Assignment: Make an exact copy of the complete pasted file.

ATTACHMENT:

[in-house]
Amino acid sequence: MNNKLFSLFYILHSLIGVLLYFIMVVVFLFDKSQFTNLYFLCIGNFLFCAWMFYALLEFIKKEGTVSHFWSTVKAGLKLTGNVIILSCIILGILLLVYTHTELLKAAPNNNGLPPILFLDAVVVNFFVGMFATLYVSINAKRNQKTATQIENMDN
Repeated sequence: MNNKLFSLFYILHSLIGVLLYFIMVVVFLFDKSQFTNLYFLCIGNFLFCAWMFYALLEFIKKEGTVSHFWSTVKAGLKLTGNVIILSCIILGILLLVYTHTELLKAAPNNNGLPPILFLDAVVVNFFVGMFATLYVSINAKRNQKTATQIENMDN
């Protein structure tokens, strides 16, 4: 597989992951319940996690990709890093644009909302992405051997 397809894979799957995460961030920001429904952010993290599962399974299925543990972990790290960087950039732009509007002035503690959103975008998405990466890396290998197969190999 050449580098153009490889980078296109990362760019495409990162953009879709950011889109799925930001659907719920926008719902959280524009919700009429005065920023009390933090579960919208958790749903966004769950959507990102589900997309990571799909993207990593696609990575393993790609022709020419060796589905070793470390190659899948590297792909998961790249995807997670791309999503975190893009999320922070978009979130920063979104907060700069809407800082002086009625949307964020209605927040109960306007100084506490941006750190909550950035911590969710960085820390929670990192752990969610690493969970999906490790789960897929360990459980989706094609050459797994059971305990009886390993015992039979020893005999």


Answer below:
[in-house]
Amino acid sequence: MNNKLFSLFYILHSLIGVLLYFIMVVVFLFDKSQFTNLYFLCIGNFLFCAWMFYALLEFIKKEGTVSHFWSTVKAGLKLTGNVIILSCIILGILLLVYTHTELLKAAPNNNGLPPILFLDAVVVNFFVGMFATLYVSINAKRNQKTATQIENMDN
Repeated sequence: MNNKLFSLFYILHSLIGVLLYFIMVVVFLFDKSQFTNLYFLCIGNFLFCAWMFYALLEFIKKEGTVSHFWSTVKAGLKLTGNVIILSCIILGILLLVYTHTELLKAAPNNNGLPPILFLDAVVVNFFVGMFATLYVSINAKRNQKTATQIENMDN
């Protein structure tokens, strides 16, 4: 597989992951319940996690990709890093644009909302992405051997 397809894979799957995460961030920001429904952010993290599962399974299925543990972990790290960087950039732009509007002035503690959103975008998405990466890396290998197969190999 050449580098153009490889980078296109990362760019495409990162953009879709950011889109799925930001659907719920926008719902959280524009919700009429005065920023009390933090579960919208958790749903966004769950959507990102589900997309990571799909993207990593696609990575393993790609022709020419060796589905070793470390190659899948590297792909998961790249995807997670791309999503975190893009999320922070978009979130920063979104907060700069809407800082002086009625949307964020209605927040109960306007100084506490941006750190909550950035911590969710960085820390929670990192752990969610690493969970999906490790789960897929360990459980989706094609050459797994059971305990009886390993015992039979020893005999």